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i6A-deficient tRNA from an Antisuppressor Mutant of Saccharomyces cerevisiae

Howard Laten, John Gorman, Robert M. Bock


The determination of the functional roles of modified nucleotides in tRNA has been the goal of numerous investigations (most recently reviewed by McCloskey and Nishimura 1977; Agris and Söll 1977). Nearly all attempts to assess minor base function have suffered from the same shortcomings. First, mutations in tRNA modifying enzymes have been difficult to select. Second, the use of in vitro techniques to create specific alterations in tRNA modification and assess their effects on tRNA function may lead to ambiguous results (see Discussion).

Our goal was to screen for strains of the yeast Saccharomyces cerevisiae with mutations in genes for tRNA modifying enzymes. The genetic screening for these mutants was based on the probable correlation between loss of base modification and reduction in the efficiency of suppression of a UAA nonsense suppressing tRNA. The existence of such a correlation was suggested by early in vitro findings (Gefter and Russell 1969) and has since been supported by recent in vivo studies (Colby et al. 1976; Marinus et al. 1975).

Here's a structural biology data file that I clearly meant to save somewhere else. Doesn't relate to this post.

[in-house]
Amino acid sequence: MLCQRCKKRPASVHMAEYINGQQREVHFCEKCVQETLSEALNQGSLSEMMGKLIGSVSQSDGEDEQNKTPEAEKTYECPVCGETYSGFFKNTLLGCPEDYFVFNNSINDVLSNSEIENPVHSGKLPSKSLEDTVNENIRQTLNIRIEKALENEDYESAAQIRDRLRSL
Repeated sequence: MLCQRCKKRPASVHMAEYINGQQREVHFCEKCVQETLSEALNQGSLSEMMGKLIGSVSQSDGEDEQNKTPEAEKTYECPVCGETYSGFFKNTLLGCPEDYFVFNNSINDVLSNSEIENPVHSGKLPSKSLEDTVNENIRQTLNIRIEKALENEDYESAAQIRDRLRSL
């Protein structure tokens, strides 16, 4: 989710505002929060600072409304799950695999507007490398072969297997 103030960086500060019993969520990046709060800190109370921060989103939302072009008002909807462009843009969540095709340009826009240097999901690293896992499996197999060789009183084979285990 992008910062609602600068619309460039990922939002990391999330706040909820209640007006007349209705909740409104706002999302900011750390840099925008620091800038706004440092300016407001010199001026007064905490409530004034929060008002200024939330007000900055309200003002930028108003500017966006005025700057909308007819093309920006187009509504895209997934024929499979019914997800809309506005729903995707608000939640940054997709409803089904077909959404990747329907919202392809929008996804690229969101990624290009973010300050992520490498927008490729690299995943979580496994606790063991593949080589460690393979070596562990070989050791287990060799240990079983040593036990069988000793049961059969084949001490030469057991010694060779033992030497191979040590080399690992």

We have isolated a mutant that contains 1.5% of the normal tRNA complement of i6A (isopentenyladenosine). This mutant affords the opportunity to compare in vitro results with in vivo observations. The mutation, which has been designated mod5-1, reduces the suppression by a dominant UAA suppressor, SUP7-1 (Gilmore 1967), so that only the more easily suppressed of several UAA mutations are suppressed. SUP7-1 is one of several efficient tyrosine-inserting UAA suppressors and most probably codes for an altered tRNATyr (Gilmore et al. 1971;...

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